Successful career training program for scientists at JABSOM is focus of two-day visit from NIH

Related News Articles


The Center for Cardiovascular Research at the University of Hawaiʻi John A. Burns School of Medicine (JABSOM) is hosting Dr. Wayne Wang of the National Institutes of Health this week. Dr. Wang is here to learn about our successful “T-32” training grant, which was recently renewed.

The “T-32” awards are made to institutions to support groups of pre- and/or postdoctoral fellows, including trainees in basic, clinical, and behavioral research. The goal is to ensure that a diverse and highly trained workforce is available to assume leadership roles in those fields. JABSOM’s Center for Cardiovascular Research (CCR) is in its sixth year of receiving grant funds, which have been successful in launching the independently-funded careers of several of the former CCR trainees. In fact, the photo above shows Dr. Wang, Dr. Rachel Boulay and Dr. Ralph Shohet standing in front of what Dr. Shohet likes to call “Independence Wall” — because it is lined with the photos of those now independently-funded scientists.

Dr. Wang is an NIH program officer with the National Heart, Lung, and Blood Institute. During his two-day visit to inspect and learn more about our JABSOM program, he met with nine post or predoctoral trainees, including Dr. Jason Higa, who is now an Assistant Professor here, and who was named the Achievement Rewards for College Students (AARC) Hawaiʻi Scientist of the Year in 2011. He also is meeting with scientists in Tropical Medicine, HIV/AIDS and Native Hawaiian Health at JABSOM and with Dr. Joe Ramos at the UH Cancer Center.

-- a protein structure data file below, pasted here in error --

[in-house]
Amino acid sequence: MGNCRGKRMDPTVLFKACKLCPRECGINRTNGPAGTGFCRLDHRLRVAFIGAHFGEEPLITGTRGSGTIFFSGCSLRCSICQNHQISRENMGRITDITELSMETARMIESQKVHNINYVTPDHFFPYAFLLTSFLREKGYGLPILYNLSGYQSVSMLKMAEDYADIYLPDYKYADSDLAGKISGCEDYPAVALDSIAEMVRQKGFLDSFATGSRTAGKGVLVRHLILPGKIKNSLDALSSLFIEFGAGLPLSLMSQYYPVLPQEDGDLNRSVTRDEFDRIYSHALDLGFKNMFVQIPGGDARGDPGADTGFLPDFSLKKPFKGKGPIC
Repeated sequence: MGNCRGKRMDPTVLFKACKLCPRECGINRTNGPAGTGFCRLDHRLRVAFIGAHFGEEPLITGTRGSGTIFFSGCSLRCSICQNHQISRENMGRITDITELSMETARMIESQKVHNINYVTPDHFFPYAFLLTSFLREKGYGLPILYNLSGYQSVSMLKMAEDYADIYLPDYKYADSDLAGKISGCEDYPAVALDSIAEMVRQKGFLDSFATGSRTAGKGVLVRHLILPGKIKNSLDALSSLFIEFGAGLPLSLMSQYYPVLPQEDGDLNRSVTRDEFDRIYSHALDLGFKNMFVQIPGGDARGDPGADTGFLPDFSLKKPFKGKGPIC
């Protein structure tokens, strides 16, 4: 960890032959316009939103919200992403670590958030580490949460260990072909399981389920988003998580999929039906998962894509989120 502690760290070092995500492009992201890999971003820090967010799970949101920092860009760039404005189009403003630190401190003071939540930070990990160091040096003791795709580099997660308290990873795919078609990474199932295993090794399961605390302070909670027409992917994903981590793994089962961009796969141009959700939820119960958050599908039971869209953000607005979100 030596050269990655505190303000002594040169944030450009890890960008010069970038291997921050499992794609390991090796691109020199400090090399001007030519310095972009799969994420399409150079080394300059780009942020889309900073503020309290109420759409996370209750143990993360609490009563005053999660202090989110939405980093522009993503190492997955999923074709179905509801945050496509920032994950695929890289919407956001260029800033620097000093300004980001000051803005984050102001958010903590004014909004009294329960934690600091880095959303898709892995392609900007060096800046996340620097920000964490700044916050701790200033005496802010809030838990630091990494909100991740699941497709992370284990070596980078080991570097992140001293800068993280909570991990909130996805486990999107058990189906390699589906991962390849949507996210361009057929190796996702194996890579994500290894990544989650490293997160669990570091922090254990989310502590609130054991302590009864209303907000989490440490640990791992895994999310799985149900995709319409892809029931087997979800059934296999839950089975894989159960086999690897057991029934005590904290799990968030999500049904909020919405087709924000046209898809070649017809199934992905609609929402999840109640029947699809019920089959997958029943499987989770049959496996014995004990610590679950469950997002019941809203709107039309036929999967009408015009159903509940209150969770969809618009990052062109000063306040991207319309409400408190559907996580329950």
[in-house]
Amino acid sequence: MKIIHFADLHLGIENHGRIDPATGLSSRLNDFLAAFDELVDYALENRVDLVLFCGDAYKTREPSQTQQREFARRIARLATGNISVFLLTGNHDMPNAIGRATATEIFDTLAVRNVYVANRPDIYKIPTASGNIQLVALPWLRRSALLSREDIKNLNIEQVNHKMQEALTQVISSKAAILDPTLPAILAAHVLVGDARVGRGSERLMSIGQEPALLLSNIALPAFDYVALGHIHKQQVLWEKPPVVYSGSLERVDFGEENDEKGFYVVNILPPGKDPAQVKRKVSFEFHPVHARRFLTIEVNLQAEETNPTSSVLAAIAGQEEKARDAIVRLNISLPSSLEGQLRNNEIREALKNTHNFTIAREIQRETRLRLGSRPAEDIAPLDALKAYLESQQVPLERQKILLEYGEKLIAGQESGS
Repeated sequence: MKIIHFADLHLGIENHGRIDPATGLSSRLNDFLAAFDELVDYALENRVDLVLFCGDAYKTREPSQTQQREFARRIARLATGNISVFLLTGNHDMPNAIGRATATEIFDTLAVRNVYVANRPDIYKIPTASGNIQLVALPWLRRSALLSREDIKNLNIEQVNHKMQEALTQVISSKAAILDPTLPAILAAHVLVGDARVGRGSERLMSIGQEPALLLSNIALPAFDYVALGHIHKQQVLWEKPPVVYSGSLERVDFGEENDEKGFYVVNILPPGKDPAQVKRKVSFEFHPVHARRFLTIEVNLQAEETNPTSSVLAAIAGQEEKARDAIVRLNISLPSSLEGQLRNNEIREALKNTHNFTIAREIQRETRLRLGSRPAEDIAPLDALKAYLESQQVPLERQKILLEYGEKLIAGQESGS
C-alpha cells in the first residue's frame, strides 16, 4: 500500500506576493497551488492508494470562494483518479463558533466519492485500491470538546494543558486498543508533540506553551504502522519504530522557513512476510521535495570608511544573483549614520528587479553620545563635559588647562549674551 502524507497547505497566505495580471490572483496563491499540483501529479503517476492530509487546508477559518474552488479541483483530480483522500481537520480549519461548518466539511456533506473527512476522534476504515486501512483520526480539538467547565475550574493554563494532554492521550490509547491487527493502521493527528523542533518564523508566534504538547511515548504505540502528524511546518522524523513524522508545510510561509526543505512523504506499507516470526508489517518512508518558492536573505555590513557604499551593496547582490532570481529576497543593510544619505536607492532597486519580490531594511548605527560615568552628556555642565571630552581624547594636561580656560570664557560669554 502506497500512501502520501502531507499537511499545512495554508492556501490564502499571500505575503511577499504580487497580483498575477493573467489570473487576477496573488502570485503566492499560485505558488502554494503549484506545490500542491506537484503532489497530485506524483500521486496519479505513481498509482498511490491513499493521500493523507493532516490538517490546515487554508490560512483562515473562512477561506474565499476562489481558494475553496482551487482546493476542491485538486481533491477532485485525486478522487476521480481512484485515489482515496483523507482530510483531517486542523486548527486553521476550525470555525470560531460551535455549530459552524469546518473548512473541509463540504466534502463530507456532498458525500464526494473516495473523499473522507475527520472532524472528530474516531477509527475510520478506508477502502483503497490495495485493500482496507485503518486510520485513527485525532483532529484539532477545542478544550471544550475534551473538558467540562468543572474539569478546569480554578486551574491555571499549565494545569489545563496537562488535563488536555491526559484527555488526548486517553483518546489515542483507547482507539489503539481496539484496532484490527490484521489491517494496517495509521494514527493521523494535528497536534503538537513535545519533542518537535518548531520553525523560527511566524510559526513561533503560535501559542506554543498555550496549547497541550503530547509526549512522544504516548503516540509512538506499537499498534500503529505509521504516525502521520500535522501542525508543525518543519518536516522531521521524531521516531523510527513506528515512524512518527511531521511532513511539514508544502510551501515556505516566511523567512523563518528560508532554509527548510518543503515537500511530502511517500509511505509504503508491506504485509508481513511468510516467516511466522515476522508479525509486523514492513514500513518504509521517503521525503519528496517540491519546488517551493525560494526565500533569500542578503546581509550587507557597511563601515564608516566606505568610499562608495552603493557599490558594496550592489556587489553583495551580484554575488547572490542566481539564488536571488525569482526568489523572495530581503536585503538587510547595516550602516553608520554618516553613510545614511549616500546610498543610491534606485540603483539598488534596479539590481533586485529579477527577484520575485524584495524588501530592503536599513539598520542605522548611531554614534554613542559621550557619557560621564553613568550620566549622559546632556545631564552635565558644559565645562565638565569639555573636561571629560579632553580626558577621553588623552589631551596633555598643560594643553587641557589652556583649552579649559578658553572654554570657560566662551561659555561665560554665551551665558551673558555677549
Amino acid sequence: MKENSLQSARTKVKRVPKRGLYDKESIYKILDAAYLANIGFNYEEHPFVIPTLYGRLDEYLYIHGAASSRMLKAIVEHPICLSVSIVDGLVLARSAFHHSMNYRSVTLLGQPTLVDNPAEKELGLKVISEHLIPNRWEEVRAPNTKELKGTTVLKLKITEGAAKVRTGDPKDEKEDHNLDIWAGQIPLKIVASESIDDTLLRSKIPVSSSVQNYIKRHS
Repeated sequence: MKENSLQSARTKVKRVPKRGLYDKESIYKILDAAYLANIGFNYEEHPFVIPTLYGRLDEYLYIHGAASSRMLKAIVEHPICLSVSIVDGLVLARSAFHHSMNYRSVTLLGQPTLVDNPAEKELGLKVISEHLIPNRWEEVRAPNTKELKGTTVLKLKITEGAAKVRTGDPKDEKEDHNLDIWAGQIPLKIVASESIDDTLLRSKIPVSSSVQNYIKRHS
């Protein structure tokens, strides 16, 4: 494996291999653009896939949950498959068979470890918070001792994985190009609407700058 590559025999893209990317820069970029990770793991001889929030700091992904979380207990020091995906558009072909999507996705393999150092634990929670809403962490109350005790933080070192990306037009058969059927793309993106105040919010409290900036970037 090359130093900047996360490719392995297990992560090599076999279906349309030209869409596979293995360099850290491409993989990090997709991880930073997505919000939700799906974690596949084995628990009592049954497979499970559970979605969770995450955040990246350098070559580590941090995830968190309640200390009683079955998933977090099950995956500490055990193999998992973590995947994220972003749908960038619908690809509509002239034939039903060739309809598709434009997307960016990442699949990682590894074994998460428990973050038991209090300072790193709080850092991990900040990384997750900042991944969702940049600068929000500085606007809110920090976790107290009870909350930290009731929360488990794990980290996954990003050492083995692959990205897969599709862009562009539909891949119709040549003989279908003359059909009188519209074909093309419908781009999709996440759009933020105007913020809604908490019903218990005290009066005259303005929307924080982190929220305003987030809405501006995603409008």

JABSOM and the Cancer Center are interested in replicating the success of the Cardiovascular Research Center’s “T-32” training program in other research units.

More about the Center for Cardiovascular Research
The Center for Cardiovascular Research (CCR) is a focal point for cardiovascular research in Hawaiʻi. The CCR is committed to developing tomorrow’s research leaders and educating the community. The CCR aims to enhance the understanding of cardiovascular biology and develop new treatments for disease. Research conducted by CCR investigators includes investigating heart and blood vessel diseases, developing new therapies, and studying diseases relevant in Hawaiʻi. The CCR also trains new investigators and clinicians, and offers educational opportunities to current high school teachers.